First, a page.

“A conductor must make music visible to his musicians with his hands. There are two components to conducting, expressiveness and exactness. However these two components are incompatible; in fact, they cancel each other out. The conductor’s challenge, therefore, is to find a way of combining them.”

Ilya Alexandrovich Musin (1903-1999) was a legendary conducting teacher and pedagogue who taught at the Saint Petersburg Conservatory, formerly the Leningrad Conservatory of Music, for over 60 years. He devoted his life to exploring the art of conducting and to developing a scientific approach to the craft, educating generations of conductors. Among the students he taught include Yuri Temirkanov, Semyon Bychkov, Valery Gergiev, Mariss Jansons, Tugan Sokhiev, Teodor Currentzis, Vassily Sinaisky, Sian Edwards and Martyn Brabbins.

Ilya Musin conducting

Born in the ancient town of Kostroma, on the banks of the Volga, during the Romanov dynasty, Musin entered the Saint Petersburg Conservatory two years after the Russian Revolution of 1917. “The first person I met at the conservatory was Mitya Shostakovich and we became friends”. “Mitya” was of course the thirteen year old Dmitri Shostakovich who had enrolled in the conservatory on the same day and was in the same class as Musin. As classmates, they exchanged ideas about music. Musin would often play through sketches of the composer’s latest works on the piano and was one of the first people to hear his First Symphony, playing through the first and second movements on piano together with Shostakovich himself.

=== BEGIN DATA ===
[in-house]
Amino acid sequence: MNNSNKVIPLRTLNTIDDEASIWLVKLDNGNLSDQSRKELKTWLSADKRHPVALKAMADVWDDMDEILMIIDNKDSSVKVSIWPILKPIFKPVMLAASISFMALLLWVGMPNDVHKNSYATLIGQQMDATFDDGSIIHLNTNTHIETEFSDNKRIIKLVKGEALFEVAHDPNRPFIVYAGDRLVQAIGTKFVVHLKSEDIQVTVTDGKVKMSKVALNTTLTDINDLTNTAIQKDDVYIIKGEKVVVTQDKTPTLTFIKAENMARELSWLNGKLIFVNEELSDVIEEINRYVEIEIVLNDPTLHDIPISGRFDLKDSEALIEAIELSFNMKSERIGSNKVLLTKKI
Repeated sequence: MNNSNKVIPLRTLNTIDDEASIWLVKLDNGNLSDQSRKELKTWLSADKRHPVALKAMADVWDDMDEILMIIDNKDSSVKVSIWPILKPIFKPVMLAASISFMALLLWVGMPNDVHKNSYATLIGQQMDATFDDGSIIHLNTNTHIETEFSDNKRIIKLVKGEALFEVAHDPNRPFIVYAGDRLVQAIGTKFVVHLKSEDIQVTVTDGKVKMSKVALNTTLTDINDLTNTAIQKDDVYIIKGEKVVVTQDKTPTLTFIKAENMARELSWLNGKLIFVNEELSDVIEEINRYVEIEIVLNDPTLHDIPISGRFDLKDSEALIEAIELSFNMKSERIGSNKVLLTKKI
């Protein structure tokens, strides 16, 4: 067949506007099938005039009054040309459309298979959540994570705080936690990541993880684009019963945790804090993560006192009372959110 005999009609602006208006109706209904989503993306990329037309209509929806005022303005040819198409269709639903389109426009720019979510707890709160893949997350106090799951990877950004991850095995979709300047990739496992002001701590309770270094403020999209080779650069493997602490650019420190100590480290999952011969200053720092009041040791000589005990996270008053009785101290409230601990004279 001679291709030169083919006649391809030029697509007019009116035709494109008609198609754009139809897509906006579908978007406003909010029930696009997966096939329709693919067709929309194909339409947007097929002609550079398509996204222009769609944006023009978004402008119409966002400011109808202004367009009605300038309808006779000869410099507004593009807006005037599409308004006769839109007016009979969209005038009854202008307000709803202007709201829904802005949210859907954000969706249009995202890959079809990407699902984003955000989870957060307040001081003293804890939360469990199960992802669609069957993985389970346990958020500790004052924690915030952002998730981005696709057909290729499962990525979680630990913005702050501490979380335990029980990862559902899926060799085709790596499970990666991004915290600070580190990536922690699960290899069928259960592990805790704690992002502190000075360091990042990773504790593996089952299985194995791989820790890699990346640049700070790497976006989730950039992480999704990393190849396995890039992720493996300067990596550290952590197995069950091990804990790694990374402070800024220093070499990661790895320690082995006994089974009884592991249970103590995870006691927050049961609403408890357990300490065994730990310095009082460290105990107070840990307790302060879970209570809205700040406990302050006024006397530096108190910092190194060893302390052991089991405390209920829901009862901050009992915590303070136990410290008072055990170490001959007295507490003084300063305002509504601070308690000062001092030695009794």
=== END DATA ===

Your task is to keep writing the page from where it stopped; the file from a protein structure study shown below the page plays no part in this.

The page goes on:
Ilya Musin portrait

Musin studied conducting under Nikolai Malko and Aleksandr Gauk, becoming one of Malko’s star pupils and assistant. He began teaching shortly after graduating and developed a comprehensive theoretical system to enable the student to communicate with the orchestra with the hands, requiring minimal verbal instruction. Much of his approach derived from natural motion and body language, which he supplemented with more formal theories taken from the writings of the acting teacher Konstantin Stanislavsky.

This painstaking study of the art of gesture and its influence on orchestral colour and sound would become the basis of the St Petersburg/Leningrad School of conducting for the next 60 years. He played a major role in the development of conducting as a true profession with a thorough method and system for learning. Ilya Musin died in 1999, teaching at the conservatory until just three days before he died.

Musin’s books

Musin wrote four books, three of them about conducting technique. His books contain priceless advice and information for conductors in every stage of their development. They are extremely detailed, yet comprehensible and easy to follow.

  • Conducting Technique (1967) – Техника дирижирования
  • The Education of a Conductor (1987) – О воспитании дирижера
  • Lessons of life (1995) – Уроки жизни
  • The Language of the Conductor’s Gesture (2007)Язык дирижёрского жеста